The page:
The Case for Tim Scott Replacing Jim DeMint in the Senate

With the South Carolina stalwart leaving to head the Heritage Foundation, the GOP could have its first Southern black senator since Reconstruction.

Mike Segar/Reuters

In seismic political news, Jim DeMint, the senator form South Carolina and leading light of the hard-right wing of the Republican Party, announced Thursday that he's leaving office in January to head the Heritage Foundation.

That means Governor Nikki Haley will need to appoint a successor to hold the seat until a special election can be held in 2014. Another election, for a full six-year term, will occur in 2016. For a small state, South Carolina has an impressive bench of possibilities, but there's one name that immediately sticks out: Rep. Tim Scott.

Scott, who represents Charleston, was elected to the House as part of the Republican wave of 2010. Strongly aligned with the Tea Party, Scott would not only be a strong conservative successor to DeMint, he would be the first black Republican senator from the South since Reconstruction, when two were elected from Mississippi, and the first black Republican senator since the 1970s, when Edward Brooke held one of the Massachusetts seats. For Scott to ascend to the Senate from the city where the Civil War started, during the sesquicentennial of the war no less, would constitute powerful symbolism for a party that has struggled to appeal to minorities and is looking at potential demographic oblivion at the national level. Although Scott has said he wants to be known as a conservative leader, not a black leader, it would be hard for him to not be seen as one should he be appointed to the post, as he would also be the only African-American in the U.S. Senate. Already, the influential conservative writer Erick Erickson is putting Scott's name forward, and The Hill reports DeMint favors him too.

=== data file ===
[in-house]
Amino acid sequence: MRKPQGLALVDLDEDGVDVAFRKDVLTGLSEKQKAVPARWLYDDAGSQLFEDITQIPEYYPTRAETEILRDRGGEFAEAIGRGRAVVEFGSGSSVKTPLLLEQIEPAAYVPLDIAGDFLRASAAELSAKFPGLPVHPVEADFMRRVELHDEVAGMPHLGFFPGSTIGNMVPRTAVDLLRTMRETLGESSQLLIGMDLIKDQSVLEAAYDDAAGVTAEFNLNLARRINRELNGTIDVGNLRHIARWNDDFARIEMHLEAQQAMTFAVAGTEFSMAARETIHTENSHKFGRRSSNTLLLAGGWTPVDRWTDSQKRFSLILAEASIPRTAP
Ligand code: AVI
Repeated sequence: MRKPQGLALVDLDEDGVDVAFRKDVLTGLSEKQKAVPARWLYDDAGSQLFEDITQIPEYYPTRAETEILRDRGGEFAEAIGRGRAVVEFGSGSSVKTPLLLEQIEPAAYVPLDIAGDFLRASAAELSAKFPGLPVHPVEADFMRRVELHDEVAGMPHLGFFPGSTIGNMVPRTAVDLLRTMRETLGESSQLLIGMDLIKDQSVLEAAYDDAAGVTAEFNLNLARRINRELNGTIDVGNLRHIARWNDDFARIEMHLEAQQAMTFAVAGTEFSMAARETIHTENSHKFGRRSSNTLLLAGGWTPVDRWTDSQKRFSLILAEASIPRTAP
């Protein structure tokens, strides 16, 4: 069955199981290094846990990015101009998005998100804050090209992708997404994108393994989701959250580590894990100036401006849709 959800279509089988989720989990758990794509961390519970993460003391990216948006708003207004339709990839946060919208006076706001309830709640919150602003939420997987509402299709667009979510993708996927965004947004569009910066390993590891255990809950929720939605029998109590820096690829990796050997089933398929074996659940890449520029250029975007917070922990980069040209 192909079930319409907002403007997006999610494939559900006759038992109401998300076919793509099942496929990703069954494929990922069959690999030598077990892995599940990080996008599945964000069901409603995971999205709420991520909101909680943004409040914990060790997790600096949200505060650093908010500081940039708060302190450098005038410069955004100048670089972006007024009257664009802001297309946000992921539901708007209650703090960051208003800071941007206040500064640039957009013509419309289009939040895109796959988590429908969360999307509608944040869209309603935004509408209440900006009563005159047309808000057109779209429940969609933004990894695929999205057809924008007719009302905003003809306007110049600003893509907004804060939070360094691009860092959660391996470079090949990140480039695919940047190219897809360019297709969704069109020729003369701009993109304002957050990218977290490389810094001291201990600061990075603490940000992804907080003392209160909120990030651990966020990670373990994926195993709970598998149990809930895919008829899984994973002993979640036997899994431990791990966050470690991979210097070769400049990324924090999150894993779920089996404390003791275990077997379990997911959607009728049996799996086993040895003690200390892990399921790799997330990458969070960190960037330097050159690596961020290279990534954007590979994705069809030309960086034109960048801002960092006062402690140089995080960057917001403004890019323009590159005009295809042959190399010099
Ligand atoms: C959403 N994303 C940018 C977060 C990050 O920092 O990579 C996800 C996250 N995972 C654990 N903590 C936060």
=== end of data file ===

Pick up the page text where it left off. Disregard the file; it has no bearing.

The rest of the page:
An insurance agent and financial adviser by profession, Scott previously served on the Charleston City Council and in the state General Assembly. He's demonstrated his conservative bona fides in Washington as a prominent member of the group of Republicans who withstood fierce pressure from House GOP leaders to vote for a debt-ceiling increase in 2011. And Scott has cultivated a statewide profile through his close partnership with the three other Republican congressmen elected in 2010, all of whom joined him on the debt-ceiling vote. Those ties could give him a leg up to win election in 2014 and keep the seat for the remainder of what would have been DeMint's term.

Scott isn't the only possibility, though. Here are a few more:

  • Nikki Haley: The governor was pegged as a rising star when elected two years ago, and while her popularity has faltered since, she may retain national ambitions. She could try appointing herself to the seat -- although the track record of governors who do so is impressively dismal.
  • A Haley Challenger: Haley is expected to face a primary challenge in 2014, so she could try to make her life easier by appointing one of her rivals -- although appointing a bitter enemy to a lofty seat is not, of course, the most obvious move. In any case, two names on that list would be state Treasurer Curtis Loftis and state Senator Tom Davis.
  • A Caretaker: Governors also often appoint a party loyalist to fill out a term with the understanding that he or she won't run for the seat on a permanent basis -- such as when West Virginia Governor Joe Manchin appointed Carte Goodwin to replace Robert Byrd. One name already in the mix: Henry McMaster, a former state attorney general who lost to Haley in the 2010 gubernatorial primary.
  • Another Representative: If not Scott, Reps. Mick Mulvaney; Trey Gowdy, a fiery speaker who hails from DeMint's old district; Jeff Duncan, or Joe "You Lie!" Wilson could also be in line for an appointment.
  • Mark Sanford: Don't laugh! Let's muddy the waters a bit by throwing in this name from left field. The former governor, he of Appalachian Trail fame, who might have trouble winning an election these days but is a strong conservative and also served several terms in Washington in the House.

Meanwhile, if you want to know where corks are popping this morning, a strong bet is Senator Lindsey Graham's office. The senior senator's stated openness to tax-revenue increases and general willingness to reach across the aisle puts a big target on his back for his 2014 reelection campaign. With the special election for DeMint's seat falling at the same time, Graham will likely not have to face as strong a challenge from the right as he might have.